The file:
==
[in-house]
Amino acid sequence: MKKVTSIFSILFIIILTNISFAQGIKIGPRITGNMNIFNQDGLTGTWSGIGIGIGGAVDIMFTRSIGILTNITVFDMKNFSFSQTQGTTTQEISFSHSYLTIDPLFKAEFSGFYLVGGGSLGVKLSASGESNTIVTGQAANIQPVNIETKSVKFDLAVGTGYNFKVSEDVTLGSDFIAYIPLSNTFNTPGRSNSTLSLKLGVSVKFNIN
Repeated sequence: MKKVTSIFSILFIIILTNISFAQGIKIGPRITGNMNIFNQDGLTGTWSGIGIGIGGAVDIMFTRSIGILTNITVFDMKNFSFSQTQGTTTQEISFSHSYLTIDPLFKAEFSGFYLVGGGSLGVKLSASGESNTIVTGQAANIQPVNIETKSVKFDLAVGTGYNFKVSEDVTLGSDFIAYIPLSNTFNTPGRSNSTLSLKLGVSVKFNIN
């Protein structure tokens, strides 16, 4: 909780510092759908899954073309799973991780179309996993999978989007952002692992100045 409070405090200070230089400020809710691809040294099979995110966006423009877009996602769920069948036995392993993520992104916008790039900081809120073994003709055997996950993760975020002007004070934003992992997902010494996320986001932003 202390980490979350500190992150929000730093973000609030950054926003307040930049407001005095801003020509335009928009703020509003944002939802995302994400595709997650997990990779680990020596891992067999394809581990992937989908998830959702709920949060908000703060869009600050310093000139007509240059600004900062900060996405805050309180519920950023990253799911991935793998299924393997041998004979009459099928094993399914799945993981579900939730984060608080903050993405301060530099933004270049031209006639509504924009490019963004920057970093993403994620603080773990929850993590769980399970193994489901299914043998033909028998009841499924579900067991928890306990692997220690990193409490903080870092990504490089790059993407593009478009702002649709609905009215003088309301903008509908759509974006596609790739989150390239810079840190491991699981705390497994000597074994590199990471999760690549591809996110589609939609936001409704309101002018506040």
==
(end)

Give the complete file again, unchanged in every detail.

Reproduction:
[in-house]
Amino acid sequence: MKKVTSIFSILFIIILTNISFAQGIKIGPRITGNMNIFNQDGLTGTWSGIGIGIGGAVDIMFTRSIGILTNITVFDMKNFSFSQTQGTTTQEISFSHSYLTIDPLFKAEFSGFYLVGGGSLGVKLSASGESNTIVTGQAANIQPVNIETKSVKFDLAVGTGYNFKVSEDVTLGSDFIAYIPLSNTFNTPGRSNSTLSLKLGVSVKFNIN
Repeated sequence: MKKVTSIFSILFIIILTNISFAQGIKIGPRITGNMNIFNQDGLTGTWSGIGIGIGGAVDIMFTRSIGILTNITVFDMKNFSFSQTQGTTTQEISFSHSYLTIDPLFKAEFSGFYLVGGGSLGVKLSASGESNTIVTGQAANIQPVNIETKSVKFDLAVGTGYNFKVSEDVTLGSDFIAYIPLSNTFNTPGRSNSTLSLKLGVSVKFNIN
């Protein structure tokens, strides 16, 4: 909780510092759908899954073309799973991780179309996993999978989007952002692992100045 409070405090200070230089400020809710691809040294099979995110966006423009877009996602769920069948036995392993993520992104916008790039900081809120073994003709055997996950993760975020002007004070934003992992997902010494996320986001932003 202390980490979350500190992150929000730093973000609030950054926003307040930049407001005095801003020509335009928009703020509003944002939802995302994400595709997650997990990779680990020596891992067999394809581990992937989908998830959702709920949060908000703060869009600050310093000139007509240059600004900062900060996405805050309180519920950023990253799911991935793998299924393997041998004979009459099928094993399914799945993981579900939730984060608080903050993405301060530099933004270049031209006639509504924009490019963004920057970093993403994620603080773990929850993590769980399970193994489901299914043998033909028998009841499924579900067991928890306990692997220690990193409490903080870092990504490089790059993407593009478009702002649709609905009215003088309301903008509908759509974006596609790739989150390239810079840190491991699981705390497994000597074994590199990471999760690549591809996110589609939609936001409704309101002018506040």